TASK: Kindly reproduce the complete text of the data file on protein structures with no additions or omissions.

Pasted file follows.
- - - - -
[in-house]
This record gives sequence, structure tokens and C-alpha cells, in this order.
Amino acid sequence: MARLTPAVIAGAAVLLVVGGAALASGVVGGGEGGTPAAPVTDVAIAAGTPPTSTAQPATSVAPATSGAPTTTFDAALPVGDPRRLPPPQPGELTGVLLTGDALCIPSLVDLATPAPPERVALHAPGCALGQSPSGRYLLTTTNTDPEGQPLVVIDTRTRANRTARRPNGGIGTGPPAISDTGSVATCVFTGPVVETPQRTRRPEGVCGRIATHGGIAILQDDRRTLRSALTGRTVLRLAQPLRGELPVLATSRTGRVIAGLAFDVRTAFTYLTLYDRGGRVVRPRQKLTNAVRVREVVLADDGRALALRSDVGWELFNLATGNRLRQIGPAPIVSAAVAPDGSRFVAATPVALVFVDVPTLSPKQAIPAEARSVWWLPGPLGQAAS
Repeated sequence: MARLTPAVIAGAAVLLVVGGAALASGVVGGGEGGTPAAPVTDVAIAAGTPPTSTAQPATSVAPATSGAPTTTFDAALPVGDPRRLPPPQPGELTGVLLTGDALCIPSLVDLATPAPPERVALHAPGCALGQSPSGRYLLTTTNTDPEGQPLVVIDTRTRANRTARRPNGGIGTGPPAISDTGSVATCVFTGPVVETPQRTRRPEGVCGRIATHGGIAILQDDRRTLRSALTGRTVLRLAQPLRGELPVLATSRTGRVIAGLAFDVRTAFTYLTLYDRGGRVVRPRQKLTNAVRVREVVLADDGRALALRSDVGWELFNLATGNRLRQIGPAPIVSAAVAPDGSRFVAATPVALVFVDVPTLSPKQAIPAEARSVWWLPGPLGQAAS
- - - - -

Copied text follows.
[in-house]
This record gives sequence, structure tokens and C-alpha cells, in this order.
Amino acid sequence: MARLTPAVIAGAAVLLVVGGAALASGVVGGGEGGTPAAPVTDVAIAAGTPPTSTAQPATSVAPATSGAPTTTFDAALPVGDPRRLPPPQPGELTGVLLTGDALCIPSLVDLATPAPPERVALHAPGCALGQSPSGRYLLTTTNTDPEGQPLVVIDTRTRANRTARRPNGGIGTGPPAISDTGSVATCVFTGPVVETPQRTRRPEGVCGRIATHGGIAILQDDRRTLRSALTGRTVLRLAQPLRGELPVLATSRTGRVIAGLAFDVRTAFTYLTLYDRGGRVVRPRQKLTNAVRVREVVLADDGRALALRSDVGWELFNLATGNRLRQIGPAPIVSAAVAPDGSRFVAATPVALVFVDVPTLSPKQAIPAEARSVWWLPGPLGQAAS
Repeated sequence: MARLTPAVIAGAAVLLVVGGAALASGVVGGGEGGTPAAPVTDVAIAAGTPPTSTAQPATSVAPATSGAPTTTFDAALPVGDPRRLPPPQPGELTGVLLTGDALCIPSLVDLATPAPPERVALHAPGCALGQSPSGRYLLTTTNTDPEGQPLVVIDTRTRANRTARRPNGGIGTGPPAISDTGSVATCVFTGPVVETPQRTRRPEGVCGRIATHGGIAILQDDRRTLRSALTGRTVLRLAQPLRGELPVLATSRTGRVIAGLAFDVRTAFTYLTLYDRGGRVVRPRQKLTNAVRVREVVLADDGRALALRSDVGWELFNLATGNRLRQIGPAPIVSAAVAPDGSRFVAATPVALVFVDVPTLSPKQAIPAEARSVWWLPGPLGQAAS